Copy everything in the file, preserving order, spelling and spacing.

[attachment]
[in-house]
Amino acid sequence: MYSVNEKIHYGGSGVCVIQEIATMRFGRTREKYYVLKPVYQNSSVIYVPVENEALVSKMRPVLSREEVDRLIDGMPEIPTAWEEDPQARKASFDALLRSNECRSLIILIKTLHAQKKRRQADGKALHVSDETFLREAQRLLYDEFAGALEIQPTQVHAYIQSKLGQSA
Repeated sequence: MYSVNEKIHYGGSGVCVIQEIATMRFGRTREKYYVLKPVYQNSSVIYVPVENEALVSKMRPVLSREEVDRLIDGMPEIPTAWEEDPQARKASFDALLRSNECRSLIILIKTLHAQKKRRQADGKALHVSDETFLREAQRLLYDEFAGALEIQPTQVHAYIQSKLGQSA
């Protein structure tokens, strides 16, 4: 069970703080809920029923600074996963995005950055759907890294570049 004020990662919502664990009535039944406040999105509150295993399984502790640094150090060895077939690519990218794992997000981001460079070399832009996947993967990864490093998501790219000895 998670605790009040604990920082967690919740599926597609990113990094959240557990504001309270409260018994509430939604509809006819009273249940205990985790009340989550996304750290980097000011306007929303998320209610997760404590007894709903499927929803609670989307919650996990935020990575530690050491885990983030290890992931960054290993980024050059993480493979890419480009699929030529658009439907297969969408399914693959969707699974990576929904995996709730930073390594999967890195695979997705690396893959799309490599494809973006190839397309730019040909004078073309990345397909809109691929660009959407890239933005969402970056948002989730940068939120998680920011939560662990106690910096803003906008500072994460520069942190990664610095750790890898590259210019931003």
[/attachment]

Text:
[in-house]
Amino acid sequence: MYSVNEKIHYGGSGVCVIQEIATMRFGRTREKYYVLKPVYQNSSVIYVPVENEALVSKMRPVLSREEVDRLIDGMPEIPTAWEEDPQARKASFDALLRSNECRSLIILIKTLHAQKKRRQADGKALHVSDETFLREAQRLLYDEFAGALEIQPTQVHAYIQSKLGQSA
Repeated sequence: MYSVNEKIHYGGSGVCVIQEIATMRFGRTREKYYVLKPVYQNSSVIYVPVENEALVSKMRPVLSREEVDRLIDGMPEIPTAWEEDPQARKASFDALLRSNECRSLIILIKTLHAQKKRRQADGKALHVSDETFLREAQRLLYDEFAGALEIQPTQVHAYIQSKLGQSA
């Protein structure tokens, strides 16, 4: 069970703080809920029923600074996963995005950055759907890294570049 004020990662919502664990009535039944406040999105509150295993399984502790640094150090060895077939690519990218794992997000981001460079070399832009996947993967990864490093998501790219000895 998670605790009040604990920082967690919740599926597609990113990094959240557990504001309270409260018994509430939604509809006819009273249940205990985790009340989550996304750290980097000011306007929303998320209610997760404590007894709903499927929803609670989307919650996990935020990575530690050491885990983030290890992931960054290993980024050059993480493979890419480009699929030529658009439907297969969408399914693959969707699974990576929904995996709730930073390594999967890195695979997705690396893959799309490599494809973006190839397309730019040909004078073309990345397909809109691929660009959407890239933005969402970056948002989730940068939120998680920011939560662990106690910096803003906008500072994460520069942190990664610095750790890898590259210019931003």